A 7 1/2-year employee of the Tempe Police Department has pleaded guilty to stealing items on police property, officers said.
Aaron Smith made his plea in Maricopa County Superior Court on Friday morning and is scheduled to be sentenced on June 7.
Smith resigned from the force last year after he was booked on multiple charges, including theft, burglary and tampering with physical evidence.
Police employees in early July of 2012 began reporting to supervisors that various items of police property were missing, such as two Tempe police bicycles, a police equipment case containing a GPS and money from two separate locations.
On July 20, 2012, detectives discovered that forced entry was made into a small lock box that contained petty cash and about $750 was missing.
As the investigation progressed, detectives discovered Smith had access to the areas where the missing property was secured and his shifts coincided with the times of the thefts and burglaries, police said. While Smith had access to the general areas, in most cases, forced entry was made to get to and remove the items, said Lt. Mike Horn.
On July 26, 2012, investigators had an undercover detective turn over a purse containing $142 to Smith while he was on duty and told him it was found property, Horn said. At the conclusion of Smith's workweek Saturday morning, he had not taken any steps to impound or process the money or purse as found property, Horn said.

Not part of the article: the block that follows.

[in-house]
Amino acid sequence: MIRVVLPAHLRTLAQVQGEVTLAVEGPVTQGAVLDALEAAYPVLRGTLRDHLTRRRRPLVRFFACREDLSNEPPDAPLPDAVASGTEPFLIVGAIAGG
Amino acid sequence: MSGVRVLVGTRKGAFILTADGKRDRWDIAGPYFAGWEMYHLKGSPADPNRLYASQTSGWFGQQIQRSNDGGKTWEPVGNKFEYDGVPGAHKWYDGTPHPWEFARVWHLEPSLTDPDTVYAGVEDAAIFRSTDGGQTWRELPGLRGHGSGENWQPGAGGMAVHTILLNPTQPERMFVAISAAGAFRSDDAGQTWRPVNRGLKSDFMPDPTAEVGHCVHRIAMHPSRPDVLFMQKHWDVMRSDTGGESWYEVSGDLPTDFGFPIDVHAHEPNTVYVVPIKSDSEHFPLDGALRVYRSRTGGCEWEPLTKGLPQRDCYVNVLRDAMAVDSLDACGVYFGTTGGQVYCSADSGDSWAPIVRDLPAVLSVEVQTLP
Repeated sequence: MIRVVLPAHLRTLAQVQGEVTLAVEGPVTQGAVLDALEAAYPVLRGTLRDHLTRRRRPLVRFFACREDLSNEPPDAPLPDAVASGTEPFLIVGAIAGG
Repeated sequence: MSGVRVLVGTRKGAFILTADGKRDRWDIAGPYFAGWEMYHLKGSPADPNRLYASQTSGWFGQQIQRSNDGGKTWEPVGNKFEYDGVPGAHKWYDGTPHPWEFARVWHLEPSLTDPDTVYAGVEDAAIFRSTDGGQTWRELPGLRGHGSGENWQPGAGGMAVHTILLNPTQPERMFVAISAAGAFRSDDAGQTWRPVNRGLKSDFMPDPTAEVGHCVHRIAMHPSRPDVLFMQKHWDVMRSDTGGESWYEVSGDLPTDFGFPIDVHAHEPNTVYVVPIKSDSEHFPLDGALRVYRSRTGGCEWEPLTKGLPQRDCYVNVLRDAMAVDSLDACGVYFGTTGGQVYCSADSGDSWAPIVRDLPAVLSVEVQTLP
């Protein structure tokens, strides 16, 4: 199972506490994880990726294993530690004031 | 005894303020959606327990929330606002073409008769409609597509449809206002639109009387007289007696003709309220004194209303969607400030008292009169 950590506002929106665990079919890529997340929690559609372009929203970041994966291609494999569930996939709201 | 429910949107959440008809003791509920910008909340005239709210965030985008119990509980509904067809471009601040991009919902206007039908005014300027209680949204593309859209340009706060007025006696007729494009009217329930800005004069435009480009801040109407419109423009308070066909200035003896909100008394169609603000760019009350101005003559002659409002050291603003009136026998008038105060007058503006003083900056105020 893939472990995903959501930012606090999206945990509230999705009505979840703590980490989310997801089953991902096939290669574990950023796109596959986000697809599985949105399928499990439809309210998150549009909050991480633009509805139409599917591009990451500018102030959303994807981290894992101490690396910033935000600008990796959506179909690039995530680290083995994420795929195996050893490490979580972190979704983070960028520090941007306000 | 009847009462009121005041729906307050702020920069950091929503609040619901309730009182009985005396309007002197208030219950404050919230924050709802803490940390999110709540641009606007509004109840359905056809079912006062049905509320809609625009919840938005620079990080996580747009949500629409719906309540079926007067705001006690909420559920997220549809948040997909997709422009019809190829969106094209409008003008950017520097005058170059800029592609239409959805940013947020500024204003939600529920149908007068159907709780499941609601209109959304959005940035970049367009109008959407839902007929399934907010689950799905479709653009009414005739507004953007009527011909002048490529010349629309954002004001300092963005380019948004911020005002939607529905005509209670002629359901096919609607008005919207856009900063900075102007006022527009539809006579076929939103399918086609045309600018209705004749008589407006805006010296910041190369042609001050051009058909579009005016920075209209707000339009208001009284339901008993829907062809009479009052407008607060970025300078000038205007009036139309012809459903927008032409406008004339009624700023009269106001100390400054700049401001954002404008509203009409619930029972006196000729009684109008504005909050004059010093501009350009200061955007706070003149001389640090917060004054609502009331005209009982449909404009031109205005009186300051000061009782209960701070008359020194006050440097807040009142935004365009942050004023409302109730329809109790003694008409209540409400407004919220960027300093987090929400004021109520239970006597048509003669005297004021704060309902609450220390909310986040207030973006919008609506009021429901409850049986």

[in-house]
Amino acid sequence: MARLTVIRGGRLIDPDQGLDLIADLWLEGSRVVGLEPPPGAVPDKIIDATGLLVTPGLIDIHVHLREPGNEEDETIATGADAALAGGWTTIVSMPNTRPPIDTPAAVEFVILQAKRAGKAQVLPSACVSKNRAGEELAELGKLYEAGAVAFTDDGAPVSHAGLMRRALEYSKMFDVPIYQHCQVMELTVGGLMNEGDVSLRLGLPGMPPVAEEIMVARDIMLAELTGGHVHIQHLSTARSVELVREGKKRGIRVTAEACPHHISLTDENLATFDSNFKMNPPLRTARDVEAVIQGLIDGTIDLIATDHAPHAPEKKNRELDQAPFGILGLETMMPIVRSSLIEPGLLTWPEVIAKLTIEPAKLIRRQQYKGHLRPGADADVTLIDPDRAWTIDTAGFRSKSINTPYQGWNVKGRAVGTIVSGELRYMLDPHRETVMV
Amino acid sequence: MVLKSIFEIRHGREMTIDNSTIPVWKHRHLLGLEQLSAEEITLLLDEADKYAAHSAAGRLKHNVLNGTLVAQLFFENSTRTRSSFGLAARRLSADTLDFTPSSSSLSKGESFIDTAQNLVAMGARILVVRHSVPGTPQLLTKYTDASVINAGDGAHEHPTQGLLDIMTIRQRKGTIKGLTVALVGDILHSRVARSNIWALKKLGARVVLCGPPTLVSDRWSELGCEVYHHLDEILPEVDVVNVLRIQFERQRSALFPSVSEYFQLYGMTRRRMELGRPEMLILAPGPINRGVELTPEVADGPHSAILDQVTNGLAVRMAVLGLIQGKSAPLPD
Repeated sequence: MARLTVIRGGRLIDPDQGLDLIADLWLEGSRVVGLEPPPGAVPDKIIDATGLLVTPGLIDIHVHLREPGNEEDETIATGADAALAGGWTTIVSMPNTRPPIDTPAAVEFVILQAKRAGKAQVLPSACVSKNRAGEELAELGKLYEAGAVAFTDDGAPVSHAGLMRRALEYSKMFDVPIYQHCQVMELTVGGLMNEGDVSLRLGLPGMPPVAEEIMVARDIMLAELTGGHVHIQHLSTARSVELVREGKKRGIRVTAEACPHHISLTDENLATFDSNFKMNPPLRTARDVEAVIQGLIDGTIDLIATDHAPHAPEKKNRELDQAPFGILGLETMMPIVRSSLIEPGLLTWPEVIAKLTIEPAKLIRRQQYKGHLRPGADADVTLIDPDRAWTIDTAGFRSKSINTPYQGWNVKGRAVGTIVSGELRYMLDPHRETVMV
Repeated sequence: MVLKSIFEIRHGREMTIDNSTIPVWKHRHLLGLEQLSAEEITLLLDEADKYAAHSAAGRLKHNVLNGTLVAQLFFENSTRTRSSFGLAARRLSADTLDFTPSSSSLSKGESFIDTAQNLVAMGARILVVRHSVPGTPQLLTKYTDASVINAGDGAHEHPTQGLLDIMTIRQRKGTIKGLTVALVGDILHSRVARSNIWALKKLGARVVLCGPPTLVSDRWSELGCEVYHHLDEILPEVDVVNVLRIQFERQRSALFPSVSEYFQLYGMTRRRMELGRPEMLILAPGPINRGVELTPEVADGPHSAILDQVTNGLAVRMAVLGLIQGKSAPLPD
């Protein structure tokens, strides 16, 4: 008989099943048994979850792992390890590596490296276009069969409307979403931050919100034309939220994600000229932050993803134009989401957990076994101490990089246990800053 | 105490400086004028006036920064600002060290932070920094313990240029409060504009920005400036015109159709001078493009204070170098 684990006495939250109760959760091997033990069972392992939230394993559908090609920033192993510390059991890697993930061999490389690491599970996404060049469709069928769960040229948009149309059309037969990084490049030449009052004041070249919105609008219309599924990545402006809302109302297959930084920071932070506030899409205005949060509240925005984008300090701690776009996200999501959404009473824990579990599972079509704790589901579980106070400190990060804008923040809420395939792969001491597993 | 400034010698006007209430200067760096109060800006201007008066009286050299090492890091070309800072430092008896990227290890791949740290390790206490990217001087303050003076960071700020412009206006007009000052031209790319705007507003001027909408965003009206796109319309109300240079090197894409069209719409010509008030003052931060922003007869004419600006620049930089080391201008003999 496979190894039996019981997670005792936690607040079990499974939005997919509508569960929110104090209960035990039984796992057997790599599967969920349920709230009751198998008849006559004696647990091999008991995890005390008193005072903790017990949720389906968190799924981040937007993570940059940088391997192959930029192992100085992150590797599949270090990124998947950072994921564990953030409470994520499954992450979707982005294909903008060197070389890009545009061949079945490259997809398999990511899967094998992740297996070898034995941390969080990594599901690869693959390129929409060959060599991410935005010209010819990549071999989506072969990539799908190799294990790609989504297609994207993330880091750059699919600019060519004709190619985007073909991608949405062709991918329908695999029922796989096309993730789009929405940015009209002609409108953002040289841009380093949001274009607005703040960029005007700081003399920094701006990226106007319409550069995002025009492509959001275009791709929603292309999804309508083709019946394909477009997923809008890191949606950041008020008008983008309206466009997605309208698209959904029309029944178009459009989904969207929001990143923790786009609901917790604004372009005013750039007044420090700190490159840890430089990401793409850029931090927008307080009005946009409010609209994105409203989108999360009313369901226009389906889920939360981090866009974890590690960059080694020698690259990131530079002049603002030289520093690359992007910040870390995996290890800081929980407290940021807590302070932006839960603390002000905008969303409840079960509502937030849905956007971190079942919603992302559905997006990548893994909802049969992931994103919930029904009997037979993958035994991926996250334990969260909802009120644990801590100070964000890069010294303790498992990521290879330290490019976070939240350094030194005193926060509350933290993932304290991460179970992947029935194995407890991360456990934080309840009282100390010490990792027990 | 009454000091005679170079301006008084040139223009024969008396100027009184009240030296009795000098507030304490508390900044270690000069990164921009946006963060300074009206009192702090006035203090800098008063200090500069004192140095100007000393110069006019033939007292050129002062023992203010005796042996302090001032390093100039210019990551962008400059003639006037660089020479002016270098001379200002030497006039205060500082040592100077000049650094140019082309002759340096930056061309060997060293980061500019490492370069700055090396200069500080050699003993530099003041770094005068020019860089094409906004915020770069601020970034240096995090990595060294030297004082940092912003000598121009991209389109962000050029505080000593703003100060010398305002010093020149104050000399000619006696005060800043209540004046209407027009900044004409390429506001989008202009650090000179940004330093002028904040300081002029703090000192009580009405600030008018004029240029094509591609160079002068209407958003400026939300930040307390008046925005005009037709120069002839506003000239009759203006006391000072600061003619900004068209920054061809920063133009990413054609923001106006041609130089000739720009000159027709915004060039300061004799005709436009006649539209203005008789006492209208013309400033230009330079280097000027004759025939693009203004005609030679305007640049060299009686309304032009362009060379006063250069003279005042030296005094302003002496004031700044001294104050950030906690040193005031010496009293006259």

Smith was taken into custody without incident near Dobson and Southern. Tempe detectives served search warrants at Smith's residence, on his vehicles and at his work place locker.
The stolen police bicycles were recovered at Smith's residence, as was the purse which was now missing the money, Horn said. One of the dollar bills was recovered in Smith's personal wallet, Horn said.
In a post-arrest interview, Smith admitted his actions stemmed from extreme financial hardship. He gave the bicycles to his children as gifts and told detectives he threw away the GPS after opening the case it was in, Horn said.
The total amount of money taken during the incidents was $1,006.
Smith had worked as a patrol officer throughout his 7 1/2 years of employment and was assigned to a swing shift, Horn said.
Investigators believe Smith acted alone, Horn said.
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